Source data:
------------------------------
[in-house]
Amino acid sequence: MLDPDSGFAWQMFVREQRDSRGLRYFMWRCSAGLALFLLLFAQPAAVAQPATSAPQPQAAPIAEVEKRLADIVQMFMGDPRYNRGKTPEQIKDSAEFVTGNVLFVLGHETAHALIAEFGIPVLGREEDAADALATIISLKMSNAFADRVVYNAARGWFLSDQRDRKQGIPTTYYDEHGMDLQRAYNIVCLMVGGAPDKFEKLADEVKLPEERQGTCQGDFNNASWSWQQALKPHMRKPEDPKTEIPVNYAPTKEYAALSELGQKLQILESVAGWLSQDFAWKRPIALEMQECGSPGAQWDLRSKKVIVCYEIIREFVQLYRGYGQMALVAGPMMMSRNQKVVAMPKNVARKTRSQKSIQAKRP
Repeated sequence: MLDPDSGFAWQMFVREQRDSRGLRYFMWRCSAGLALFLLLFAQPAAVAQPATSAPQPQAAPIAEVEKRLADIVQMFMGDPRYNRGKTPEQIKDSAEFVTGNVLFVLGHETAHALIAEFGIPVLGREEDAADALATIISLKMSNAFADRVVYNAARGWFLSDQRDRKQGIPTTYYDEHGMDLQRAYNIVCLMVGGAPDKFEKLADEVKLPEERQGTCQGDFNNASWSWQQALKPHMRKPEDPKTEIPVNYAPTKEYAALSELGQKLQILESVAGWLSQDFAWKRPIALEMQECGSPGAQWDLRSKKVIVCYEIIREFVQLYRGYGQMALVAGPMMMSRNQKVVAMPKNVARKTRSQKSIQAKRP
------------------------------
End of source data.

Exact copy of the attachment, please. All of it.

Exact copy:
[in-house]
Amino acid sequence: MLDPDSGFAWQMFVREQRDSRGLRYFMWRCSAGLALFLLLFAQPAAVAQPATSAPQPQAAPIAEVEKRLADIVQMFMGDPRYNRGKTPEQIKDSAEFVTGNVLFVLGHETAHALIAEFGIPVLGREEDAADALATIISLKMSNAFADRVVYNAARGWFLSDQRDRKQGIPTTYYDEHGMDLQRAYNIVCLMVGGAPDKFEKLADEVKLPEERQGTCQGDFNNASWSWQQALKPHMRKPEDPKTEIPVNYAPTKEYAALSELGQKLQILESVAGWLSQDFAWKRPIALEMQECGSPGAQWDLRSKKVIVCYEIIREFVQLYRGYGQMALVAGPMMMSRNQKVVAMPKNVARKTRSQKSIQAKRP
Repeated sequence: MLDPDSGFAWQMFVREQRDSRGLRYFMWRCSAGLALFLLLFAQPAAVAQPATSAPQPQAAPIAEVEKRLADIVQMFMGDPRYNRGKTPEQIKDSAEFVTGNVLFVLGHETAHALIAEFGIPVLGREEDAADALATIISLKMSNAFADRVVYNAARGWFLSDQRDRKQGIPTTYYDEHGMDLQRAYNIVCLMVGGAPDKFEKLADEVKLPEERQGTCQGDFNNASWSWQQALKPHMRKPEDPKTEIPVNYAPTKEYAALSELGQKLQILESVAGWLSQDFAWKRPIALEMQECGSPGAQWDLRSKKVIVCYEIIREFVQLYRGYGQMALVAGPMMMSRNQKVVAMPKNVARKTRSQKSIQAKRP